Wolves of the Northeast deep woods have interbred with western coyotes, and the hybrid coywolves now thrive among us
I have never seen a wolf or coyote, outside of a zoo. An urban college professor, I have lived for the last 45 years in suburban Saint Louis. A red fox family once graced our subdivision for a few years, but never a coyote “yip” or wolf “howl” have I heard in our well-groomed neighborhood, no wild fur have I seen.
Until last month. Driving along a city street passing through a patch of woods not one hundred yards from a traffic light intersection, I saw something my eyes had a hard time believing. Dashing from the trees to my right and across the street in front of my car was a coyote, a really big one! Its tail streaming behind, it soon vanished into the patch of forest to my left, a brief apparition that engraved itself on my memory.
At least I thought it was a coyote. Big, though, for a coyote, heavy set rather than slender. Too small to be a wolf like those I had seen at the zoo, so probably not a wolf. Not a dog, either – of that I was certain. While it was the size and build of a really big German Shepard dog, there was no escaping the appearance — the long red-grey fur of its coat and its full furry tail – of a coyote.
What I had seen, it now appears, was a coywolf.
Grey wolf – coyote hybrids don’t happen
Four species of the genus Canis live in North America: coyotes and three kinds of wolves (grey, eastern, and red). Grey wolves like the one in the photo are the most ancient of the four species, diverging from the other three 1-2 million years ago. Coyotes diverged from eastern and red wolves much more recently (150,000 – 300,000 years ago); as a consequence, coyotes are quite a bit closer genetically to these two wolf species than they are to the grey wolf.
Because of the great genetic distance between them, hybrids between coyotes and grey wolves are extremely rare. Several hybrids have been produced in captivity using artificial insemination, but in the wild hybrids simply don’t happen.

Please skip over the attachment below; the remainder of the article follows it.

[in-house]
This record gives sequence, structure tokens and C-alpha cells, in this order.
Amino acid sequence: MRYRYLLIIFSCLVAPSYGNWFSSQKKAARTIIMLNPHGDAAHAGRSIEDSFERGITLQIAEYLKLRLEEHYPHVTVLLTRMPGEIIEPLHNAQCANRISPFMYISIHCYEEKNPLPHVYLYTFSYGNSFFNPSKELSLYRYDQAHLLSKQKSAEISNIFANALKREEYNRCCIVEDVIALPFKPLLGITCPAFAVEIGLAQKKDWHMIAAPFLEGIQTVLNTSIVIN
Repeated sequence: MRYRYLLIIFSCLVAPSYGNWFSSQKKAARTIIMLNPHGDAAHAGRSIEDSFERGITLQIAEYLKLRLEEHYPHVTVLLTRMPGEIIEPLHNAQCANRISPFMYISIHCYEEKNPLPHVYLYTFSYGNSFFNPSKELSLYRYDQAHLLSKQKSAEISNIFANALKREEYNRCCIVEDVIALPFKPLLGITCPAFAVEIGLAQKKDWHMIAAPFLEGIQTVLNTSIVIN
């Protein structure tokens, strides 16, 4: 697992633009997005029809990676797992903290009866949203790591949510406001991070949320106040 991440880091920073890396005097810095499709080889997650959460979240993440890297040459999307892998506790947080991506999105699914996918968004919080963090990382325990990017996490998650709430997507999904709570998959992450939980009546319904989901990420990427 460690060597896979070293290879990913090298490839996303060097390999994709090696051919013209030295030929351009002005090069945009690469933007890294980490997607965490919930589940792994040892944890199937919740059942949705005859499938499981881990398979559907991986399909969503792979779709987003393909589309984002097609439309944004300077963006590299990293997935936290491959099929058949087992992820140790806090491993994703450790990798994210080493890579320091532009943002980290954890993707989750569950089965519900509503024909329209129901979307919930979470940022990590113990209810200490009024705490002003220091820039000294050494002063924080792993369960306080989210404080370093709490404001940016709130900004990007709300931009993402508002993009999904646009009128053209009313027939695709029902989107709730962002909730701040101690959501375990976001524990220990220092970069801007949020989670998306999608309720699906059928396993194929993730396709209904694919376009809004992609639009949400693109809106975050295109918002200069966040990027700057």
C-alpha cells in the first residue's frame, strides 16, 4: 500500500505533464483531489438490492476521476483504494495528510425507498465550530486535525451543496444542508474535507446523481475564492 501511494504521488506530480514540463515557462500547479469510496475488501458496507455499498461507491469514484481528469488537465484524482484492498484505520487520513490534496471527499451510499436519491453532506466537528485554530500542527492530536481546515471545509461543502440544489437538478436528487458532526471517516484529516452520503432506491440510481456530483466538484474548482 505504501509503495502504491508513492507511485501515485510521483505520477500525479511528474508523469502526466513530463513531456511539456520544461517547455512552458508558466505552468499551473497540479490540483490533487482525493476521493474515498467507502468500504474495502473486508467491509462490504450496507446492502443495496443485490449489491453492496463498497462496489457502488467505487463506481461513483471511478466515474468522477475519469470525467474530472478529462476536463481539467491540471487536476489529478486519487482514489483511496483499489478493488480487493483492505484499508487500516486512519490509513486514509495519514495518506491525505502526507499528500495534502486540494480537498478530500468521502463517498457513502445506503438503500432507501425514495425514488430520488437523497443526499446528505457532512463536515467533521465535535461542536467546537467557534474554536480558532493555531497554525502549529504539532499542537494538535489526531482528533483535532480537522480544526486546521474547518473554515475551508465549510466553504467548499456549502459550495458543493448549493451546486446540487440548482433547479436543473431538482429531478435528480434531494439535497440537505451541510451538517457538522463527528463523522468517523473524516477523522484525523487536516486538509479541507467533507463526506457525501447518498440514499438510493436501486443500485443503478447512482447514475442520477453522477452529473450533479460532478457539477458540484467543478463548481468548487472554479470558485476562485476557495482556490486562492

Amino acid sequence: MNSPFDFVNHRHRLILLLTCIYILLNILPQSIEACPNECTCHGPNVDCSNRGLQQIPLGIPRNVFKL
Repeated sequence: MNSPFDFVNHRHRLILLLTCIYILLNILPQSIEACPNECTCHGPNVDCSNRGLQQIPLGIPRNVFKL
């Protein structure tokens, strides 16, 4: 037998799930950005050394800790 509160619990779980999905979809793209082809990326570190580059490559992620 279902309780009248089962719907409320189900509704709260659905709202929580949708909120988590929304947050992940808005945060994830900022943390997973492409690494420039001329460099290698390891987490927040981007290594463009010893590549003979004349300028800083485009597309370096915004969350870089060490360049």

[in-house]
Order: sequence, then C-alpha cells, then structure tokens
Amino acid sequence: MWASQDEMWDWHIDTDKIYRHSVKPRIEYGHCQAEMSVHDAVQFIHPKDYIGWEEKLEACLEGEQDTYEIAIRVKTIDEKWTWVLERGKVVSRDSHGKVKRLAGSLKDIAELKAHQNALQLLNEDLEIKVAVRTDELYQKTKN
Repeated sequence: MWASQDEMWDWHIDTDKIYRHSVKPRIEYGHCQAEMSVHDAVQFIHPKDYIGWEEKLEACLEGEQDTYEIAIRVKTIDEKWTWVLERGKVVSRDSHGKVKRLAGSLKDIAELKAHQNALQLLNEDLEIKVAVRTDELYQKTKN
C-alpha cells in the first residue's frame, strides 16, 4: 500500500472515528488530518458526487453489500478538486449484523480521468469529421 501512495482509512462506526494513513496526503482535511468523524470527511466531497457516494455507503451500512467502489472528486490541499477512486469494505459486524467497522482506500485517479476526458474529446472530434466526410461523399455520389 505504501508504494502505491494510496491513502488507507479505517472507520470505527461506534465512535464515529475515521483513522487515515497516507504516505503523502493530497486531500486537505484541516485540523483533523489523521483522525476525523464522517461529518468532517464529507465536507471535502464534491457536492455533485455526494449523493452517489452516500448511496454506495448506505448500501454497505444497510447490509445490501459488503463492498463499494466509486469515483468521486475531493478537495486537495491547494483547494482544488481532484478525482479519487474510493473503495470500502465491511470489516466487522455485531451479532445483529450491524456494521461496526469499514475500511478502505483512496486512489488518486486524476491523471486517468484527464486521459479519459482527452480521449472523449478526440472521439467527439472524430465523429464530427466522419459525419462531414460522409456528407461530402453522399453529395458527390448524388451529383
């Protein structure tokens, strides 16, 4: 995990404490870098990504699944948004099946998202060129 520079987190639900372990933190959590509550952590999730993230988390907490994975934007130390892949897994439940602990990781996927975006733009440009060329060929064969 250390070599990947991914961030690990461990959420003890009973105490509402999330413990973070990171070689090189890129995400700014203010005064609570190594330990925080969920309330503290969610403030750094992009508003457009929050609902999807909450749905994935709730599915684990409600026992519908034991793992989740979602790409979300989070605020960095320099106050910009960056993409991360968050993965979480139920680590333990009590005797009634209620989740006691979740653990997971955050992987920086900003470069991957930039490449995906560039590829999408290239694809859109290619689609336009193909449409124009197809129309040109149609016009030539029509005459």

So what is it that I saw? Too small for a coyote (as in the photo), and, besides, coyotes have never been common so far east as Missouri. However, it seems things have been changing. The trigger has been civilization. Over 400 years of clearing forests for farming in eastern North America and the hunting of wolves that has accompanied this clearing has led to a drastic population decline in eastern wolves. Like a falling chain of dominos, this decline has led to a chain of consequences, each triggering the next. The steep reduction in numbers of eastern wolves opened the door to an invasion of coyotes, moving into the wolves’ fast-emptying ecological niche from the coyote’s prairie homeland to the west. The dearth of available wolf mates facilitated the mating of the remaining eastern wolves with their new coyote neighbors.
Biologists think the initial hybrids were produced among dwindling wolf populations in southern Ontario, Canada, perhaps a century ago. As decades went by, the dogs that accompanied the farmers were added, like seasoning, to the genetic mix. Because of their genetic similarity, the wolf-coyote-dog hybrids were vigorous and successful – more successful, it turns out, than either parent species in the rapidly-changing environments of the ever-more-densely-populated northeast.